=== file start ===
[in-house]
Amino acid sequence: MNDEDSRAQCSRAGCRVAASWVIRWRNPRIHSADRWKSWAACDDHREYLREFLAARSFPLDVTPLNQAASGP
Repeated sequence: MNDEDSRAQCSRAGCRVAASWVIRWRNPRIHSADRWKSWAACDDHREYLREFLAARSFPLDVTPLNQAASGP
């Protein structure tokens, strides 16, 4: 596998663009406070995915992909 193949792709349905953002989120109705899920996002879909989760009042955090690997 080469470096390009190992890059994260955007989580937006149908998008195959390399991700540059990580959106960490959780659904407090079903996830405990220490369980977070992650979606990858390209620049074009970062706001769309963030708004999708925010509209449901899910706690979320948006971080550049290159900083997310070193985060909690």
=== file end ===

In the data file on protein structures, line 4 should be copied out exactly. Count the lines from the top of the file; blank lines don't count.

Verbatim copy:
């Protein structure tokens, strides 16, 4: 596998663009406070995915992909 193949792709349905953002989120109705899920996002879909989760009042955090690997 080469470096390009190992890059994260955007989580937006149908998008195959390399991700540059990580959106960490959780659904407090079903996830405990220490369980977070992650979606990858390209620049074009970062706001769309963030708004999708925010509209449901899910706690979320948006971080550049290159900083997310070193985060909690």